With his family overseas, and aware of the American-style of medical care, understandably his patience with the long, bewildering NHS process was reaching its limit. He wanted to fly away and check into a hospital that wouldn’t discharge him until they had uncovered exactly what was wrong, and treated him for it. Family and friends scattered across the globe were making suggestions; Germany, Costa Rica the USA… I had to admit, the idea of a quick diagnosis was giddily tempting, save a few key points:

  1. The kids and I couldn’t go with him. Our daughter, at just 3 months old, didn’t have a passport. There was a chance that if he got on a plane, I would never see him again.
  2. Being his advocate would be significantly harder. Even if I could follow him later with the kids, I was unsure of my ability to be his advocate in an unfamiliar medical system, living in a hotel and possibly operating in a foreign language.
  3. The NHS has a world-class specialist cancer treatment hospital. If the diagnosis was cancer, then the UK was the place to be.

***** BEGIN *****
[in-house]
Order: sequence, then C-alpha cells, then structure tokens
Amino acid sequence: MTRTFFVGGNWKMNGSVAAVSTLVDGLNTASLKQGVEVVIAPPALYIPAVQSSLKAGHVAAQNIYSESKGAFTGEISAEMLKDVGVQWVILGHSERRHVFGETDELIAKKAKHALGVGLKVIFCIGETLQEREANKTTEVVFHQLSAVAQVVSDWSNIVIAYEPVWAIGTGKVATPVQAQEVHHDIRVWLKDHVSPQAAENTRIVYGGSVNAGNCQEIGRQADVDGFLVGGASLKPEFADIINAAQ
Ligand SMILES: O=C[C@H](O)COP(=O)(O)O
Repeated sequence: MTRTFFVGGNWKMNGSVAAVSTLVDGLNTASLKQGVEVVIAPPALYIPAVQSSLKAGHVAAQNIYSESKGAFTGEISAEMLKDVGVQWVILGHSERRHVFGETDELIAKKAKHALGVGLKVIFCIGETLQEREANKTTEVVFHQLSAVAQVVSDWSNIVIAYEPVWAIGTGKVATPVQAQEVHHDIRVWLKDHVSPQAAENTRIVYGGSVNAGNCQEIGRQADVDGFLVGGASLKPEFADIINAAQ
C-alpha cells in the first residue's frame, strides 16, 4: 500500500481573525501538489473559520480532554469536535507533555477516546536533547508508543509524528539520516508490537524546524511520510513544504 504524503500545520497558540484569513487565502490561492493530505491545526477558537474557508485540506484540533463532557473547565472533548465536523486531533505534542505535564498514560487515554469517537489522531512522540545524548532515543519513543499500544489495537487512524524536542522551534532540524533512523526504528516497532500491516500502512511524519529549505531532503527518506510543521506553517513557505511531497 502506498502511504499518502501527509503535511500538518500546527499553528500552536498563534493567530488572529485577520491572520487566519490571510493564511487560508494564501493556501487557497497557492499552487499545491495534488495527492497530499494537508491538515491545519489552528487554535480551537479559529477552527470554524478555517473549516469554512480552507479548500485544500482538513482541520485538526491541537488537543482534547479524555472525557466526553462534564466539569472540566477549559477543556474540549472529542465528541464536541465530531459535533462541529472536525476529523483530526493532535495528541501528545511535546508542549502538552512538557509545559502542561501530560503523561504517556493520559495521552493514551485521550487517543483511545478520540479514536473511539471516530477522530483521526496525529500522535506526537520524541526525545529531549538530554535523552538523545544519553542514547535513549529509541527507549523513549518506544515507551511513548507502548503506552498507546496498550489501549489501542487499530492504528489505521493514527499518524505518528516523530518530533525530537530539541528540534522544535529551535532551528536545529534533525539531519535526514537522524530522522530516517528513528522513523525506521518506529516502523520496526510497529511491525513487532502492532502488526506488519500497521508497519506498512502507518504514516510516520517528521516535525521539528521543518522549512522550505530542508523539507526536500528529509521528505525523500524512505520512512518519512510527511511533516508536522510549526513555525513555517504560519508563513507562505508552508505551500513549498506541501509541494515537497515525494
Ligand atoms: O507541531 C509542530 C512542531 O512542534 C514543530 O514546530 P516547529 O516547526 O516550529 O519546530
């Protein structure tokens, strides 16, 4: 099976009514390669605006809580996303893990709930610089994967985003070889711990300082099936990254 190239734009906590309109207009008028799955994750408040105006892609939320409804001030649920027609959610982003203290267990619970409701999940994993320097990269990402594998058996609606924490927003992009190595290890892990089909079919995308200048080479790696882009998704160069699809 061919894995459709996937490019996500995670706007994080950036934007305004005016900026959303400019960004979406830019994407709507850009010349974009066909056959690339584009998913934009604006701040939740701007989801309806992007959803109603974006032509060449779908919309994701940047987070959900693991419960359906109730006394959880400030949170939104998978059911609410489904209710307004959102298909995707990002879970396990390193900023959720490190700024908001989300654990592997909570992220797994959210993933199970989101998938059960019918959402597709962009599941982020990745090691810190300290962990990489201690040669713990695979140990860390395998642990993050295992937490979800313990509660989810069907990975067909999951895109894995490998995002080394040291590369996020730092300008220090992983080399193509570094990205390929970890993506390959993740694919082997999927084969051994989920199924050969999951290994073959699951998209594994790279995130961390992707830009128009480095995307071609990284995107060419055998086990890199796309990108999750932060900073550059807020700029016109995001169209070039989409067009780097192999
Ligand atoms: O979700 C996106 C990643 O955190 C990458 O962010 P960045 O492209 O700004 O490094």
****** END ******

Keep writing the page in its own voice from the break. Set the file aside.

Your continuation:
I felt trapped. I selfishly wanted him to stay, but what if that meant everything happened too late? What if by staying it ultimately led to the worst prognosis? How could I stop him from going?

In truth, I couldn’t. Every day or so he would send me flight details and ask my opinion.

If I didn’t want my husband to leave the country, I had to take matters into my own hands. I had to make the NHS work for us – I could no longer wait for the cogs of the NHS to slowly turn on their own.

In and around being Mummy, housewife and nurse to my poorly husband, I contacted the Patient Advice and Liaison Services (PALS). I updated them almost daily with the lack of progress in my husband’s diagnosis. I spent hours on the phone, ringing the abundance of wrong numbers on hospital websites and waiting on hold to finally reach the relevant secretary or other admin person. I chased everything up and followed every possible avenue to check that everything was in place, all the paperwork had been done and the right people explicitly knew our situation.

Just in case all my efforts were in vain, I also organized my daughter’s passport. I gathered all the relevant documents and signatures and managed to get a photograph of my 3 month old looking straight at the camera with eyes open (no mean feat!). I also just about managed to hold it together in the Post Office when I was told they couldn’t accept my application because of a typo – the fear of my husband flying away without us was renewed and amplified. Somehow I managed not to burst into floods of tears as, at the same time, my toddler was having a meltdown near the stick-it notes and my daughter, strapped to my chest, was desperately head butting me for milk, which had by now, glamorously, saturated my breast pads and was trickling down my front.